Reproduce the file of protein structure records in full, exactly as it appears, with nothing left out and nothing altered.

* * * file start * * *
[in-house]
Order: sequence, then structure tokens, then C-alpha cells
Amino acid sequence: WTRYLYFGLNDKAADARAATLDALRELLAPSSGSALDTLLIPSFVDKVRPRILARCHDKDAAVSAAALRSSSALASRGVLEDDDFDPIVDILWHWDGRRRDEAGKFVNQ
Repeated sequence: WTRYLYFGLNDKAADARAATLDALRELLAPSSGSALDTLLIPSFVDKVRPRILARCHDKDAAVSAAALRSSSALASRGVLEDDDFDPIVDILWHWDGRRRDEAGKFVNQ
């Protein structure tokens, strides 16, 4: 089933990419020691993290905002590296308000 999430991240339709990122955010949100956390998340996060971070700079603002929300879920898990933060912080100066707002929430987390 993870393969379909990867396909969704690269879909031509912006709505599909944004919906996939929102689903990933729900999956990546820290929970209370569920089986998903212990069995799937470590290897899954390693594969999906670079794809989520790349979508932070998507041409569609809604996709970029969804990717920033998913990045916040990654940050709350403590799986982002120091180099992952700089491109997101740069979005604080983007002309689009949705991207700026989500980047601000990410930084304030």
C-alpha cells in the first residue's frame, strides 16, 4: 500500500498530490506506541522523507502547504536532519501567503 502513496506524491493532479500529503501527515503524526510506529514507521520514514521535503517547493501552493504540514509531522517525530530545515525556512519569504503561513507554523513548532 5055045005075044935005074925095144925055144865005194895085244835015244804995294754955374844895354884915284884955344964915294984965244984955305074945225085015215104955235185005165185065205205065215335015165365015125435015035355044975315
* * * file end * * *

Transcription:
[in-house]
Order: sequence, then structure tokens, then C-alpha cells
Amino acid sequence: WTRYLYFGLNDKAADARAATLDALRELLAPSSGSALDTLLIPSFVDKVRPRILARCHDKDAAVSAAALRSSSALASRGVLEDDDFDPIVDILWHWDGRRRDEAGKFVNQ
Repeated sequence: WTRYLYFGLNDKAADARAATLDALRELLAPSSGSALDTLLIPSFVDKVRPRILARCHDKDAAVSAAALRSSSALASRGVLEDDDFDPIVDILWHWDGRRRDEAGKFVNQ
């Protein structure tokens, strides 16, 4: 089933990419020691993290905002590296308000 999430991240339709990122955010949100956390998340996060971070700079603002929300879920898990933060912080100066707002929430987390 993870393969379909990867396909969704690269879909031509912006709505599909944004919906996939929102689903990933729900999956990546820290929970209370569920089986998903212990069995799937470590290897899954390693594969999906670079794809989520790349979508932070998507041409569609809604996709970029969804990717920033998913990045916040990654940050709350403590799986982002120091180099992952700089491109997101740069979005604080983007002309689009949705991207700026989500980047601000990410930084304030």
C-alpha cells in the first residue's frame, strides 16, 4: 500500500498530490506506541522523507502547504536532519501567503 502513496506524491493532479500529503501527515503524526510506529514507521520514514521535503517547493501552493504540514509531522517525530530545515525556512519569504503561513507554523513548532 5055045005075044935005074925095144925055144865005194895085244835015244804995294754955374844895354884915284884955344964915294984965244984955305074945225085015215104955235185005165185065205205065215335015165365015125435015035355044975315